• Bertille de Barbeyrac

Contributions

S.R.H. assembled, aligned and analyzed the data and wrote the paper. I.N.C. jointly conceived of the project with N.R.T. and provided samples. H.M.B.S.-S. performed experiments, carried out analyses of the data and helped write the paper. L.T.C., P.M., R.J.S., M.J.H., D.M., R.W.P., D.A.L., M.U., K.P., C.B., R.B., H.J.C.d.V., S.A.M., A.W.S., C.M.B., A.S., M.C. and B.d.B. collected and cultured samples. B.G.S. and J.P. helped interpret the data and write the paper. N.R.T. conceived of and ran the project and wrote the paper.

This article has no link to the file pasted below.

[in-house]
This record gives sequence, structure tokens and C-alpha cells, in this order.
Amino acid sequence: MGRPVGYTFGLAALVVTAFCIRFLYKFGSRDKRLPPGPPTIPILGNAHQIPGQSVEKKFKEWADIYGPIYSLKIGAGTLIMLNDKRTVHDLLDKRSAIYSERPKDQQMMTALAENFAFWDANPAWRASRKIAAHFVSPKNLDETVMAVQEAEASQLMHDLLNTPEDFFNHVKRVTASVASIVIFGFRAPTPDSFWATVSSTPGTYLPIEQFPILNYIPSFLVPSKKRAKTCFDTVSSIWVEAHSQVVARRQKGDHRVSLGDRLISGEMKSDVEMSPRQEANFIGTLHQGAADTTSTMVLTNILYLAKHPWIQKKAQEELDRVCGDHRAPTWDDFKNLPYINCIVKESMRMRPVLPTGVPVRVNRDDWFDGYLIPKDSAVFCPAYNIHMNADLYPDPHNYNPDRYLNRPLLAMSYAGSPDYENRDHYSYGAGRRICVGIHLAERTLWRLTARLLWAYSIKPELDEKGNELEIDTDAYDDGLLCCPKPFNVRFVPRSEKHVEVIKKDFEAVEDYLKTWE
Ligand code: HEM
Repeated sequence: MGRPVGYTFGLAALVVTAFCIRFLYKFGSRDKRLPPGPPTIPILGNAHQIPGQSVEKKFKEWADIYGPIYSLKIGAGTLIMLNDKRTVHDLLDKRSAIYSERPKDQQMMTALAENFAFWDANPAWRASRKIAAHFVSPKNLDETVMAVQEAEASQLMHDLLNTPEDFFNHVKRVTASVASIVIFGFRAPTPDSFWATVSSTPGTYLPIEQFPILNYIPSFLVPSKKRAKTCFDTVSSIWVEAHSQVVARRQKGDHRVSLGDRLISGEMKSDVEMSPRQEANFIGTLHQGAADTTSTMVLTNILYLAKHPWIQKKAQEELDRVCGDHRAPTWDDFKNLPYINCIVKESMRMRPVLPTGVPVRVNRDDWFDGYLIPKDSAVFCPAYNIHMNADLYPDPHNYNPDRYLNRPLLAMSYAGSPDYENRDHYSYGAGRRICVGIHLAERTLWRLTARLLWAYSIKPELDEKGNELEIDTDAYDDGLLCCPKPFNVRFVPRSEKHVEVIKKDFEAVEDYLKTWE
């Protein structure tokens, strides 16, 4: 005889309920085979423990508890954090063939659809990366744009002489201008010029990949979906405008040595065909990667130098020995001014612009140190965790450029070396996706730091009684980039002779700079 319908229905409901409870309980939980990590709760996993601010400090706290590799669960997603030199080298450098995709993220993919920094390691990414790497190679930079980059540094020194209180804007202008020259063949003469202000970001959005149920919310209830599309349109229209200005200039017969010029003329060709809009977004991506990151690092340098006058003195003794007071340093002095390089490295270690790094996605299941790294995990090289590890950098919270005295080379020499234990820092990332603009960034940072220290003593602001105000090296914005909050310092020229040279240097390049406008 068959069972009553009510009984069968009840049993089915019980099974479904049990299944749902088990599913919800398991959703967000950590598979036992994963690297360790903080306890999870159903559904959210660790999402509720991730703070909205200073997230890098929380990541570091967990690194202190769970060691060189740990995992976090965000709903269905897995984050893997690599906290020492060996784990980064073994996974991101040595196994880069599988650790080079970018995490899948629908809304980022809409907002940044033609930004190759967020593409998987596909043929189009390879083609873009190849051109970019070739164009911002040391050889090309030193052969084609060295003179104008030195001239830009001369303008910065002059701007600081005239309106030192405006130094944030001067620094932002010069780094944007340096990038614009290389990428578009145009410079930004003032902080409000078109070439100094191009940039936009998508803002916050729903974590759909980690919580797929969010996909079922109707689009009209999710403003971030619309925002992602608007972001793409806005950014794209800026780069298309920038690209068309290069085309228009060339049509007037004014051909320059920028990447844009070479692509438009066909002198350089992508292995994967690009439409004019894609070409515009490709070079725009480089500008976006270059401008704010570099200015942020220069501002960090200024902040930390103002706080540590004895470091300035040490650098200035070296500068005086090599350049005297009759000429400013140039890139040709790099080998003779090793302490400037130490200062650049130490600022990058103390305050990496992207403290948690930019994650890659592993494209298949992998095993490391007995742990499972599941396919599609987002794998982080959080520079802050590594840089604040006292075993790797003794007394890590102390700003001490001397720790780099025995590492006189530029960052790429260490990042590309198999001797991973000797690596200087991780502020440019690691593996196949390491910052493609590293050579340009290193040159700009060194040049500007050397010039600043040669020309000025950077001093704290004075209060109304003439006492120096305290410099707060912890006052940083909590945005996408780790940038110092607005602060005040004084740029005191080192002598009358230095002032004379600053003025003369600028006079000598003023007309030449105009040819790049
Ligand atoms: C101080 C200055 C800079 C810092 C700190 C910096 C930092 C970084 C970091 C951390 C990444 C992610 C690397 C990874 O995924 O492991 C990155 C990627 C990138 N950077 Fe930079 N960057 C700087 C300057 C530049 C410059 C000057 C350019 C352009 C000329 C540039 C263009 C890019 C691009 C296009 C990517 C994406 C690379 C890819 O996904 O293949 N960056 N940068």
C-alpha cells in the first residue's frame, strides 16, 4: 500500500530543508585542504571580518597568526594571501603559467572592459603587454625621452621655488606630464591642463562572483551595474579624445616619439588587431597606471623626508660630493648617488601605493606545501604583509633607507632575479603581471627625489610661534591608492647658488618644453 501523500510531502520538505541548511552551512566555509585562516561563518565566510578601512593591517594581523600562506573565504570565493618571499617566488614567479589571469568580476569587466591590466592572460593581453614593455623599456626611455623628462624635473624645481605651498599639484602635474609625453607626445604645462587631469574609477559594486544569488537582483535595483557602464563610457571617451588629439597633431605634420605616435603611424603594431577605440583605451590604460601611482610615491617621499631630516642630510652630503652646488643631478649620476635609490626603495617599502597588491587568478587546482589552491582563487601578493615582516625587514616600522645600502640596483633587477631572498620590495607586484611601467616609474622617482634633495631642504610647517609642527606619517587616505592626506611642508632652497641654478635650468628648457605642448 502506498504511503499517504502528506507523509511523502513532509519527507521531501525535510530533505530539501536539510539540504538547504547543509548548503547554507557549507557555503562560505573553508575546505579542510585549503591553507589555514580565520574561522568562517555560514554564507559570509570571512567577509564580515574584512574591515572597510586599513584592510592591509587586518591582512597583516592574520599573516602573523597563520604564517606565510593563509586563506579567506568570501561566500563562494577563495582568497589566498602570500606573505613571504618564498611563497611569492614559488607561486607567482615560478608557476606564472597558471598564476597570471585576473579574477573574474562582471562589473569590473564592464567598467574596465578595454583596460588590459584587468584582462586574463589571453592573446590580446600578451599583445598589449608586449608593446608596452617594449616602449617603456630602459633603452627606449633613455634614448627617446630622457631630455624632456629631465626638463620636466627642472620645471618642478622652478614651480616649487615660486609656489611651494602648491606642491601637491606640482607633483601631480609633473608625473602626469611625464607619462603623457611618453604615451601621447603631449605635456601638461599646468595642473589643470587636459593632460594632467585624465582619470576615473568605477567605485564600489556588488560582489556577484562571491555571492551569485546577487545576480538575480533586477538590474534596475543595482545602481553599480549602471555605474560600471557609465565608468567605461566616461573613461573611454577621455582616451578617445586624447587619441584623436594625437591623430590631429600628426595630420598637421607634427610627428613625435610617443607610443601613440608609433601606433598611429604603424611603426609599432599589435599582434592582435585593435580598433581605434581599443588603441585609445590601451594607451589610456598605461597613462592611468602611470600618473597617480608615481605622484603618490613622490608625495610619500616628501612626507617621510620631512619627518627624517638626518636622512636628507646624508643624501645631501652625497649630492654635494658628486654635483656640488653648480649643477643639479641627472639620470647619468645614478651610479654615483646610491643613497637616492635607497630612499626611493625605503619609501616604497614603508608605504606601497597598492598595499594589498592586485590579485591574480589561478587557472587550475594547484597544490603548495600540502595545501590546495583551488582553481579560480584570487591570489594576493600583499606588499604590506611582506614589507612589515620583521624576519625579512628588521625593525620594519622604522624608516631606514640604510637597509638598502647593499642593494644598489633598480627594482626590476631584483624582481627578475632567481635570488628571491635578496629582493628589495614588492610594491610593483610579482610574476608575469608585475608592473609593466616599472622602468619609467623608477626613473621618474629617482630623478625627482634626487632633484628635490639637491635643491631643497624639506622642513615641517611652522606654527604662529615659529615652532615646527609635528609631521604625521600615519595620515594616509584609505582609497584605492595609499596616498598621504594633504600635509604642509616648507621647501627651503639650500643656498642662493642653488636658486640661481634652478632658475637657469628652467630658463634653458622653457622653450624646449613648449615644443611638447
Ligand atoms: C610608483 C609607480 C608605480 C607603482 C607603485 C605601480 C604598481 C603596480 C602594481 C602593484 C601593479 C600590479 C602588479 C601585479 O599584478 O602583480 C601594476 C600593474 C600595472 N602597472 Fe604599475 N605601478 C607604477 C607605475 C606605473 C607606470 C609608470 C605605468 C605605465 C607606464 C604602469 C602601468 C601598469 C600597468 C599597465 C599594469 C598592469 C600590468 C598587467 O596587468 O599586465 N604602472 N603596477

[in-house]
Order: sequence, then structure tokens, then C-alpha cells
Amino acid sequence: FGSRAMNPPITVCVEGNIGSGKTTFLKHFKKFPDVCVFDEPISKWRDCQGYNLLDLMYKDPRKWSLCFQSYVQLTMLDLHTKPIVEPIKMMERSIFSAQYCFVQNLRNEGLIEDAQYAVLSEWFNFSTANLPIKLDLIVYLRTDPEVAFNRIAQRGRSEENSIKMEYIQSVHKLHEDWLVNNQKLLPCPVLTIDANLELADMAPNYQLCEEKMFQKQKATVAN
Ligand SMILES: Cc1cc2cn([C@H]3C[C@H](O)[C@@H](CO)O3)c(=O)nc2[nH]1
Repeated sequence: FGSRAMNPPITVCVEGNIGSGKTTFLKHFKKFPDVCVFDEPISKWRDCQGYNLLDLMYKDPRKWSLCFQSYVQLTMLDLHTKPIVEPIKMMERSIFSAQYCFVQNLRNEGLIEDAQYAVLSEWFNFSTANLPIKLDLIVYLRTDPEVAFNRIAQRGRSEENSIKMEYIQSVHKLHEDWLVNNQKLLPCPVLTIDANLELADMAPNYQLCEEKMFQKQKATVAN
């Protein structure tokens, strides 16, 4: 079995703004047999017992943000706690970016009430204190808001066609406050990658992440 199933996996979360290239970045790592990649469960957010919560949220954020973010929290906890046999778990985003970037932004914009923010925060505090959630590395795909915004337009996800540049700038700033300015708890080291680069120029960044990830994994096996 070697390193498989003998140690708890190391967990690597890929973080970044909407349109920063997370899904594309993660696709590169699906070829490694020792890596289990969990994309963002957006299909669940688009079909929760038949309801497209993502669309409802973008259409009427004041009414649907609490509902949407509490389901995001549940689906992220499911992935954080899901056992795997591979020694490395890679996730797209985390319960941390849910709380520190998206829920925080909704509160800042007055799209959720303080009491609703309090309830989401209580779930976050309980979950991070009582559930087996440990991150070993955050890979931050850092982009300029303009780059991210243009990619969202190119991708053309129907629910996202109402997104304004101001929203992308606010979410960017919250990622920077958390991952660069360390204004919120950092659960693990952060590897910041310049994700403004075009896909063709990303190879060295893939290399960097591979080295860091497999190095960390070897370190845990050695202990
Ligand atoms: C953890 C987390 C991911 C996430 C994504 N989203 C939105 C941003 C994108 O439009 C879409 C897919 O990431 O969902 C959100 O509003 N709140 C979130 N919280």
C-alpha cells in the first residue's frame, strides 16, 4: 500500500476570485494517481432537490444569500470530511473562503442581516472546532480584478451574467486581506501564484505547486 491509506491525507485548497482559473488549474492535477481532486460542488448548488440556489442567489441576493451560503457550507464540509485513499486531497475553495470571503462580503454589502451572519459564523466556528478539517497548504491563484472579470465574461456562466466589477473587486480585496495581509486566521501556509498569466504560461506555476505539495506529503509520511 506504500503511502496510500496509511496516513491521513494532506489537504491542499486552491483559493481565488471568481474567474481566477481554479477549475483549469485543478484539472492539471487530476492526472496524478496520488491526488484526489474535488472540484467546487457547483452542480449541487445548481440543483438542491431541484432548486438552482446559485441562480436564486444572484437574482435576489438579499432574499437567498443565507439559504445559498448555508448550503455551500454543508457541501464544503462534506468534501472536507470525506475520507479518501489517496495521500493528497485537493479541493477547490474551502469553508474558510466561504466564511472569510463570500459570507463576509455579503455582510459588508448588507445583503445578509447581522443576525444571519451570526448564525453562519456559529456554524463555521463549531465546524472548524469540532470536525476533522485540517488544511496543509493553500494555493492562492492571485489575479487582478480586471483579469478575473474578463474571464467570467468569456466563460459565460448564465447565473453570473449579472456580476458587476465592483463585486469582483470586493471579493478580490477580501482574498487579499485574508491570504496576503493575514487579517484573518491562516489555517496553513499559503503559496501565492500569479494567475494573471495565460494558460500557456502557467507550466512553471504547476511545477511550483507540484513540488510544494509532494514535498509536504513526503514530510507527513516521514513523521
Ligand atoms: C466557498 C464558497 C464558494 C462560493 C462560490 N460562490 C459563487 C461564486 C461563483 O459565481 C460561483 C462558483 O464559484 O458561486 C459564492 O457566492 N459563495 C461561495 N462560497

Competing financial interests

The authors declare no competing financial interests.